I also talk. I've appeared on Newsnight, Channel 4 News and Sky News to talk about social and technological trends, and have lectured on political economy and social theory at Oxford University, the consequences of the internet at the LSE, and on the changing nature of film storytelling at the Edinburgh International Film Festival. I also talk for companies and organisations. I've delivered keynote addresses at the annual conferences of the Arts Marketing Association and Schroders Bank, for example, have led seminars at advertising agencies like McCann and participated in panel debates run by outfits like Editorial Intelligence. Between 2004 and 2009, in fact, I was on a part-time basis Director of Talks at the ICA in London. Speakers I invited to the ICA and hosted there included Malcolm Gladwell, Chris Anderson, Gerry Adams, Naomi Wolf, Boris Johnson, Antonio Negri, Amartya Sen, Ayaan Hirsi Ali, Tariq Ramadan, and the late Anna Politovskaya.

Other stuff. I was the associate producer of Adam Curtis's three-part series about game theory, The Trap: Whatever happened to our dream of freedom?, which aired on BBC2 in March 2007. In the same year, I took second prize in the annual Sean O'Faolain short story competition in Ireland. My Big Ideas book was originally published in 2008 by Atlantic Books, and has now been translated into Korean, Spanish and Polish. My second book Cyburbia was published in February 2009 by Little, Brown and by Knopf in Canada. In the same year my essay "Caught in the Net" was re-published in Yale University Press's annual Best of Technology Writing book for 2010. My new book Niche was published by Little, Brown in March 2011. I was one of the associate producers of Adam Curtis's most recent three-part series about cybernetics and ecology, All Watched Over By Machines of Loving Grace, which aired on BBC2 in May 2011. I still work as a social forecaster, analysing and predicting trends at the intersection of technology, economy, culture and society for a new forecasting and strategic research agency called Flockwatching. In August 2011 I was one of the few journalists to report directly from the London riots; my report for The Guardian went around the world, and I talked about the impact of the riots on both BBC and NPR radio. For the last eighteen months I've been covering the conflict in Syria, for The Guardian, Newsweek, The Atlantic, The New Republic and a range of other newspapers throughout Europe; I'm also regular contributor to Radio 4's From Our Own Correspondent. My little book of reportage from Syria, War Against All, was published in November 2012 as a 'Kindle Single' ebook in the United States and around the world.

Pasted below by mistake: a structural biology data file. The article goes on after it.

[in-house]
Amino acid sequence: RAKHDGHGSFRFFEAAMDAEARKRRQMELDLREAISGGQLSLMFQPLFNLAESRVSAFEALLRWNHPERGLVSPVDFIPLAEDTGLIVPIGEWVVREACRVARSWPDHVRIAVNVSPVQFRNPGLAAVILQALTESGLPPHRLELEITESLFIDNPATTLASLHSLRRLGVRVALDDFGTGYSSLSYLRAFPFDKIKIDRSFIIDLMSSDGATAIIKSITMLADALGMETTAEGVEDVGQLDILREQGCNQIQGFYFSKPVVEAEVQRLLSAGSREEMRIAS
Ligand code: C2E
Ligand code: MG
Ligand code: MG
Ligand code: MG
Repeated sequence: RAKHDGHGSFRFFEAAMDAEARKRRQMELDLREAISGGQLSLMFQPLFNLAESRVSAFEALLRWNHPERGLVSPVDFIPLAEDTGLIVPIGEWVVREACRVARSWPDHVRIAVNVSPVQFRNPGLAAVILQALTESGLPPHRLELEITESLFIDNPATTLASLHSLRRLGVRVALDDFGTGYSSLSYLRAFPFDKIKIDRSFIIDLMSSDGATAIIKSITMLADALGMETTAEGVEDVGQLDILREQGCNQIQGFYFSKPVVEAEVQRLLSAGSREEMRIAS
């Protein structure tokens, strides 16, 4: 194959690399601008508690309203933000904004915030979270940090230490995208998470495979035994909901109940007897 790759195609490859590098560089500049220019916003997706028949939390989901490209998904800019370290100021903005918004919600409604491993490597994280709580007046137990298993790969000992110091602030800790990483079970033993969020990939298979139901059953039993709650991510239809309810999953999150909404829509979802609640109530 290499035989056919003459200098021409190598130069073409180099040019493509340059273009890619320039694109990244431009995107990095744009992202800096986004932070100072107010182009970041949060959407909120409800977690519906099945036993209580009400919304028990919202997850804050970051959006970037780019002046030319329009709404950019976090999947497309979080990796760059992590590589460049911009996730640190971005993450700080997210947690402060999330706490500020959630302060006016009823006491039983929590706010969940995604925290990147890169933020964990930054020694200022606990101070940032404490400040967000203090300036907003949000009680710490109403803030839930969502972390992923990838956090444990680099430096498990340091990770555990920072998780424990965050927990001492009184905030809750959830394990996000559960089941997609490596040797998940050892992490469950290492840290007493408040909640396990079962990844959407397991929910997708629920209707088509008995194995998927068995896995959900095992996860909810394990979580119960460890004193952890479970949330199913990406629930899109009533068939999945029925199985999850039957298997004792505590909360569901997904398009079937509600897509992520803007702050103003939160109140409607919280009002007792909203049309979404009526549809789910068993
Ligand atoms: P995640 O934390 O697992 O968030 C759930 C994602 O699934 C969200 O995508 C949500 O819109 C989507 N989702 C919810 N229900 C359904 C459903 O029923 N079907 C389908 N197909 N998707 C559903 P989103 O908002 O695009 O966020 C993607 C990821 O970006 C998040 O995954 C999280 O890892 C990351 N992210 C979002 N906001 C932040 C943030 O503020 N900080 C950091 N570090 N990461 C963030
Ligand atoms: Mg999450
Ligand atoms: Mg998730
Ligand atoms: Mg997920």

Product Description

Review

** 'Just what the doctor ordered for a world in thrall to the online revolution: a bracing, sharp-eyed examination of how technology and the ideas that drive it are reshaping every corner of our culture. A fresh, sane and fascinating look at how we are changing - for good and ill - in the age of the Net (Carl Honore, author of IN PRAISE OF SLOW and UNDER PRESSURE)